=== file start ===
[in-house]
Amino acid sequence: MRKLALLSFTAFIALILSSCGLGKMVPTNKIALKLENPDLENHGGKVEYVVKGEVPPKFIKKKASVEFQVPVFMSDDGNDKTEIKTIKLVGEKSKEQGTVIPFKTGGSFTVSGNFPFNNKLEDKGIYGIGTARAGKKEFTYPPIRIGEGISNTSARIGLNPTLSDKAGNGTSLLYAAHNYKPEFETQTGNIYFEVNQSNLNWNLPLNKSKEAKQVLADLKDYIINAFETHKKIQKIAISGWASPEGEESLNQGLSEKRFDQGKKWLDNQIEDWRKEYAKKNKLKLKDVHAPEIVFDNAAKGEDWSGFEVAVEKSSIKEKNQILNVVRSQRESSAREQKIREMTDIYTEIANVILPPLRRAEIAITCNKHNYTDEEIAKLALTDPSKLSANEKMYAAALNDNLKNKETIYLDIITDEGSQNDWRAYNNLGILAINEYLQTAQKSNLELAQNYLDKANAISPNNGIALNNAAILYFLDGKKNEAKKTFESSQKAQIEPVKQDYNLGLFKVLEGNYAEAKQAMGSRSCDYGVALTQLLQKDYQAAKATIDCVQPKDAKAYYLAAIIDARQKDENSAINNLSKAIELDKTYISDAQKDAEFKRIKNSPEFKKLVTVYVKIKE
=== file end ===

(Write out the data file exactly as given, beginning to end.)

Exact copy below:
[in-house]
Amino acid sequence: MRKLALLSFTAFIALILSSCGLGKMVPTNKIALKLENPDLENHGGKVEYVVKGEVPPKFIKKKASVEFQVPVFMSDDGNDKTEIKTIKLVGEKSKEQGTVIPFKTGGSFTVSGNFPFNNKLEDKGIYGIGTARAGKKEFTYPPIRIGEGISNTSARIGLNPTLSDKAGNGTSLLYAAHNYKPEFETQTGNIYFEVNQSNLNWNLPLNKSKEAKQVLADLKDYIINAFETHKKIQKIAISGWASPEGEESLNQGLSEKRFDQGKKWLDNQIEDWRKEYAKKNKLKLKDVHAPEIVFDNAAKGEDWSGFEVAVEKSSIKEKNQILNVVRSQRESSAREQKIREMTDIYTEIANVILPPLRRAEIAITCNKHNYTDEEIAKLALTDPSKLSANEKMYAAALNDNLKNKETIYLDIITDEGSQNDWRAYNNLGILAINEYLQTAQKSNLELAQNYLDKANAISPNNGIALNNAAILYFLDGKKNEAKKTFESSQKAQIEPVKQDYNLGLFKVLEGNYAEAKQAMGSRSCDYGVALTQLLQKDYQAAKATIDCVQPKDAKAYYLAAIIDARQKDENSAINNLSKAIELDKTYISDAQKDAEFKRIKNSPEFKKLVTVYVKIKE